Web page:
Why Obama's Job Creation Plan Might Not Work

President Obama's $3.8 trillion budget for fiscal 2011 includes a jobs bill that could cost around $100 billion. In addition to small business credits and continued state aid, the White House has proposed a $30 billion job creation plan that would give employers $5000 dollars for each new hire. Last week I wrote that while the job creation tax credit has broad support among policy groups, including the CBO and the left-of-center EPI, it's also easy to game the system. Richard Posner finds a deeper flaw: It does nothing to juice demand.

Here's Posner:

The Keynesian theory of stimulus (the only theory that makes economic sense) is that if private demand for goods and services falls substantially below the economy's productive capacity (as it has done), government can replace the shortfall in demand by increasing its own demand. It can buy roads and airports and military equipment with borrowed money (so as not to take money out of people's pockets, in the form of taxes, and by doing so depressing private demand). And it can borrow cheap, because consumers are saving more than usual, and, with demand weak, businesses are borrowing less than usual. So the private demand for credit is weak, and interest rates therefore low. The surge in government demand increases production, and increased production results in increased employment.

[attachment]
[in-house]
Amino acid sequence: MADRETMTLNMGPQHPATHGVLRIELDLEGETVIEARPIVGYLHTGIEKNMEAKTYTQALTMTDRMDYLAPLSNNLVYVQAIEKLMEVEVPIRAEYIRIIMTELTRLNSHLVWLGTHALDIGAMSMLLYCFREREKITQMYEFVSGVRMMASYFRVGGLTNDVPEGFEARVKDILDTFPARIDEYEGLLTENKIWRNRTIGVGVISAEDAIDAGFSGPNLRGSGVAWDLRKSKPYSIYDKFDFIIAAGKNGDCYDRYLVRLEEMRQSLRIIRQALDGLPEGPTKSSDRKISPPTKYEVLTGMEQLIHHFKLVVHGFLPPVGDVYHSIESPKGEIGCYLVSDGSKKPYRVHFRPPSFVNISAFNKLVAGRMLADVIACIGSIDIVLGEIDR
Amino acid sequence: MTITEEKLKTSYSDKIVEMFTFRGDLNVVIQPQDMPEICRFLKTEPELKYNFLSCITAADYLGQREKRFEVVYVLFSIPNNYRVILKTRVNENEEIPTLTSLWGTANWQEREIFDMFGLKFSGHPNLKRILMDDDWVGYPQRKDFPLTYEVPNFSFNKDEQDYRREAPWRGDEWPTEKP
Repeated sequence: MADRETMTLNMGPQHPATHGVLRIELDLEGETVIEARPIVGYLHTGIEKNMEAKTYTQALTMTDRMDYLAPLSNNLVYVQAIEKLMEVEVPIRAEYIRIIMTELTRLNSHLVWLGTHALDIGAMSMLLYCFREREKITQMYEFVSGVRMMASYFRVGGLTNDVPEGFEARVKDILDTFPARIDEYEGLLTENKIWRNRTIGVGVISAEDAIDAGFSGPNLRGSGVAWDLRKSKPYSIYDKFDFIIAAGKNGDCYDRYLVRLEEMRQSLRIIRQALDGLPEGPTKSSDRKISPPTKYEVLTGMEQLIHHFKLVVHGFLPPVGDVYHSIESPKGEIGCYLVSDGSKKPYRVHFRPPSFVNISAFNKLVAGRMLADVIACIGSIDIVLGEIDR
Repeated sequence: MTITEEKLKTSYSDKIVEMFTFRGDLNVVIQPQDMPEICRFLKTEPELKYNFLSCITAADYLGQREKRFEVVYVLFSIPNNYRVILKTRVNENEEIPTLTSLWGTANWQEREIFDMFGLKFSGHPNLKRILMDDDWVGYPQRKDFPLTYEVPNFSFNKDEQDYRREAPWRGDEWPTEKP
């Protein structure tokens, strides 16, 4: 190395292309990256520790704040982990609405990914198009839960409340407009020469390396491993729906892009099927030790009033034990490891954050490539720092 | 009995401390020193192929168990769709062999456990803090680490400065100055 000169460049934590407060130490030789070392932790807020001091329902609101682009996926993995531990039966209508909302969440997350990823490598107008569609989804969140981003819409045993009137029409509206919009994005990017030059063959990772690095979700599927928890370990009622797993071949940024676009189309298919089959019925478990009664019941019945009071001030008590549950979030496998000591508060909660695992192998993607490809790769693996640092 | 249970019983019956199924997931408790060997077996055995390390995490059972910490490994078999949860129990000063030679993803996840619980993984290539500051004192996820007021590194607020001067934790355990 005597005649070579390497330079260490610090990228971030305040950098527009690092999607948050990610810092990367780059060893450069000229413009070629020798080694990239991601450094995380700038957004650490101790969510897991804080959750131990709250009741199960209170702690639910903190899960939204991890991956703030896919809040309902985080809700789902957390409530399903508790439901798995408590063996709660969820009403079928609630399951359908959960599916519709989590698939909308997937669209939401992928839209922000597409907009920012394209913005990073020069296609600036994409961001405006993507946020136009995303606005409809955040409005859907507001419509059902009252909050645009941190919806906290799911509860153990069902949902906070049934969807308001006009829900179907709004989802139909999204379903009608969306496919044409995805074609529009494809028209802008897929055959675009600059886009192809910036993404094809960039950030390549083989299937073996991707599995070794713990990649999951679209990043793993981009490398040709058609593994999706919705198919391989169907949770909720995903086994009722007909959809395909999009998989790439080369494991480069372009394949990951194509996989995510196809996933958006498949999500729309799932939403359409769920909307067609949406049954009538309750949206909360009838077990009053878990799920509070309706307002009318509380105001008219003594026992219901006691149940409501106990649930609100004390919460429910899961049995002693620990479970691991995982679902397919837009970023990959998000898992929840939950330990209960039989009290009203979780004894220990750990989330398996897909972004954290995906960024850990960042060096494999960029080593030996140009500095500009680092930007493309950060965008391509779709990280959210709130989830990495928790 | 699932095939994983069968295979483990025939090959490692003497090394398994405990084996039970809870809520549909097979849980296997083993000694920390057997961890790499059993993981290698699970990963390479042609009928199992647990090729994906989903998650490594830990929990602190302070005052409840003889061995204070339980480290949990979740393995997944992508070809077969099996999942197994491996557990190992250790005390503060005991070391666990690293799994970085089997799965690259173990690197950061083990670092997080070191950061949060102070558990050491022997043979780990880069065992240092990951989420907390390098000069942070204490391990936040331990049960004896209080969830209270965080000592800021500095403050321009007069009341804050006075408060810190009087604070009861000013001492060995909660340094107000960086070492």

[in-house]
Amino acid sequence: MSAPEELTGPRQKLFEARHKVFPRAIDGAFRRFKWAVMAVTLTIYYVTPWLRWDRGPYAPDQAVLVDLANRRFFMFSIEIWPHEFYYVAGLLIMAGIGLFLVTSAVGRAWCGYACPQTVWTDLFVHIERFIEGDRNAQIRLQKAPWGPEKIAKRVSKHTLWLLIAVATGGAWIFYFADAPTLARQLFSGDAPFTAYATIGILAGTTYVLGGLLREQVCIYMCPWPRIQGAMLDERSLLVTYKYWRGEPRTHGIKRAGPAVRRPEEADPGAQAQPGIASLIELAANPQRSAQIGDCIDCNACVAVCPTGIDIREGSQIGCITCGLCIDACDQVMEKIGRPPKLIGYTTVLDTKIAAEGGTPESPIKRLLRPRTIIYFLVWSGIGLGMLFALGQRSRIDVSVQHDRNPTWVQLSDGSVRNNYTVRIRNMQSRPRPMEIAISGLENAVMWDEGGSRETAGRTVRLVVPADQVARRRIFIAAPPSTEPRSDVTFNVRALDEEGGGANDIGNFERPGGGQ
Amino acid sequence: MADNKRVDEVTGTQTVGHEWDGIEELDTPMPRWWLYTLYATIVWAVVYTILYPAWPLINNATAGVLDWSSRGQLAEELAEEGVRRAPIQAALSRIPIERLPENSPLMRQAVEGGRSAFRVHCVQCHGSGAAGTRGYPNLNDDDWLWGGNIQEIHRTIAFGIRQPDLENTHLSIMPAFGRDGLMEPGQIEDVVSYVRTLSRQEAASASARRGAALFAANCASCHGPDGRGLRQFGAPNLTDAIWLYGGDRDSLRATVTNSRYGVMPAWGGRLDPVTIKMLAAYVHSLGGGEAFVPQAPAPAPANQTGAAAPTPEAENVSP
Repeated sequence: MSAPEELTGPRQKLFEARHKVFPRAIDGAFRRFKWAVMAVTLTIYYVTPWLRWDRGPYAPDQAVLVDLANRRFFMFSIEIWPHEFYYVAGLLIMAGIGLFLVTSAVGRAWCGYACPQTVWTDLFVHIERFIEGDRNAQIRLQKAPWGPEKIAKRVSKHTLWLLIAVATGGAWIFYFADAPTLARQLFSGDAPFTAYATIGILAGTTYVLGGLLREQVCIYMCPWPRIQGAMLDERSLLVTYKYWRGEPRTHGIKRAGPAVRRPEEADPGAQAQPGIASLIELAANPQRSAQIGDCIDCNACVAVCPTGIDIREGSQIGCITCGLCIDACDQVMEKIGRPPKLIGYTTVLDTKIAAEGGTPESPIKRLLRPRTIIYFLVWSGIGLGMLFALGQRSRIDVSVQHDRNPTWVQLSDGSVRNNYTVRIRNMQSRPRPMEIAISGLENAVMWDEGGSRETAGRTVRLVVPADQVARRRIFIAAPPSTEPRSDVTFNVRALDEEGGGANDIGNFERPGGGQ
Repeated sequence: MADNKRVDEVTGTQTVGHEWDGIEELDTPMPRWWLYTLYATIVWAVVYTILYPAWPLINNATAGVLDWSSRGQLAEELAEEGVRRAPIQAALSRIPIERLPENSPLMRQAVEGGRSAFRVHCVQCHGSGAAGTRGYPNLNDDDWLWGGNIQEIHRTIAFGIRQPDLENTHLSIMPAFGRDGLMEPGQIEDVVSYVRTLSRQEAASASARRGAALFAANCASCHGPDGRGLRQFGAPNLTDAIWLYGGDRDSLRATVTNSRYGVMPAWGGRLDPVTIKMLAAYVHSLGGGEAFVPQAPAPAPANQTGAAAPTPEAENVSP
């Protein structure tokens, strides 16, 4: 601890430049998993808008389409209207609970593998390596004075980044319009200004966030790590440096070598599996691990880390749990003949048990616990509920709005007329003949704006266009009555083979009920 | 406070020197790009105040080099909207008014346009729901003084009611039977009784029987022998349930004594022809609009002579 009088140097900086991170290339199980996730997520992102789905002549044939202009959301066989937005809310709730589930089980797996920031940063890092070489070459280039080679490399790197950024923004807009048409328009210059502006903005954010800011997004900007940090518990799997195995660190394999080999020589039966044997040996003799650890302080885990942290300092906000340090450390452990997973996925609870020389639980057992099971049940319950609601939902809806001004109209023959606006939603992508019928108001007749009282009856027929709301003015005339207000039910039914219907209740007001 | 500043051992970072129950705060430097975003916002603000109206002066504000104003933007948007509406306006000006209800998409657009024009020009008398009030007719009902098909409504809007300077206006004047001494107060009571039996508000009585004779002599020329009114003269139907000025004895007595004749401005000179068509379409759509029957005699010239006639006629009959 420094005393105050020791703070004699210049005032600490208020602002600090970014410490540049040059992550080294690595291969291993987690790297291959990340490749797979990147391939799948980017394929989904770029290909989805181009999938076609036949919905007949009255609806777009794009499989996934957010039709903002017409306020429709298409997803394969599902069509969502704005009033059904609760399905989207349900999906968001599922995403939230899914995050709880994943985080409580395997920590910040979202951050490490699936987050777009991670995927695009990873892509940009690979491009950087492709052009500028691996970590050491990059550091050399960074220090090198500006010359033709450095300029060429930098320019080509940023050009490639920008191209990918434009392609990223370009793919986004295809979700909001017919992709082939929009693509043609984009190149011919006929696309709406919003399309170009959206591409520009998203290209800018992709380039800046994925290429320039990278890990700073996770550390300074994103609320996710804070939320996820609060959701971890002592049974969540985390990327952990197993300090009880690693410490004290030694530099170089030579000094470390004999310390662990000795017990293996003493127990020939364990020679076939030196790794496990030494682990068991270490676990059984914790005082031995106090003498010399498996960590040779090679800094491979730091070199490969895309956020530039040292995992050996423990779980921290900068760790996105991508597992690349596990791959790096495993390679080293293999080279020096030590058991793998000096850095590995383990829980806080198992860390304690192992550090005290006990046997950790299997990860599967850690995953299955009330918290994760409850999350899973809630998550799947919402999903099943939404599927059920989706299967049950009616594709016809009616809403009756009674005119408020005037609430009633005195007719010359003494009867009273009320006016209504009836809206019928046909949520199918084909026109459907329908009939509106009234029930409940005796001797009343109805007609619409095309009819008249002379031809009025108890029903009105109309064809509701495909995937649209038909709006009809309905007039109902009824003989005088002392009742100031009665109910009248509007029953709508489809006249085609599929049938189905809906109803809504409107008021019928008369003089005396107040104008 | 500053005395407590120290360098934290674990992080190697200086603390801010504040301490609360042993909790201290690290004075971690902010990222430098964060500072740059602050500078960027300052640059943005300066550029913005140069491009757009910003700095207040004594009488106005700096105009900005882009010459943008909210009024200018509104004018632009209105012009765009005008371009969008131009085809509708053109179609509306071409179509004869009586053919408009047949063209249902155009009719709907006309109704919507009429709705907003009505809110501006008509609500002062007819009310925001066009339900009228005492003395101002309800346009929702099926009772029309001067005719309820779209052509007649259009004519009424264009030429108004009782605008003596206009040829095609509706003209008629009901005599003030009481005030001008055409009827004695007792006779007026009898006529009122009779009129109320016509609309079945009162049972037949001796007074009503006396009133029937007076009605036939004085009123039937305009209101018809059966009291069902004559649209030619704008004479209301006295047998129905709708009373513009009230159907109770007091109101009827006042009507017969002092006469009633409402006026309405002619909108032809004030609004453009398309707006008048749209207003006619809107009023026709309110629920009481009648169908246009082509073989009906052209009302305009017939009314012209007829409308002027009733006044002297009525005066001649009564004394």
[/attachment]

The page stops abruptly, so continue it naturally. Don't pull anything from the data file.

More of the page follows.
The job-stimulus plan is not aimed at increasing demand, and therefore is unlikely to increase employment. For think: if a company is producing 1,000 widgets a year with a work force of 30, and it adds a 31st employee and thereby earns a $5,000 tax credit, the company's total costs will have risen by the wages and benefits that he pays the new employee minus the $5,000. But his sales will not have risen. Participating in the job-subsidy program will actually reduce his profits (revenue minus cost).

Last year I offered reasons for and against 9 big ideas to beat unemployment, from business tax credits to public works projects. One of those ideas is infrastructure spending -- that is, buying roads and bridges with borrowed money. The downside of infrastructure spending is that sometimes it takes a while to get the bridge-building projects off the ground. That's one reason why the CBO found that the jobs tax credit would actually be not only faster, but more effective at creating work hours.

At the same time, it's not clear even to the CBO that a hiring tax credit could work, or if it ever has. After the 1973-5 recession the New Jobs Tax Credit gave firms a tax break if they increased total employment by at least two percent. The policy was too complex for many firms to apply, and later studies struggled to agree that the tax credit boosted jobs by a significant number. A Department of Labor report ultimately concluded that it was impossible to observe what hiring would have been done without the credit.

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Derek Thompson is a senior editor at The Atlantic, where he writes about economics, labor markets, and the entertainment business.

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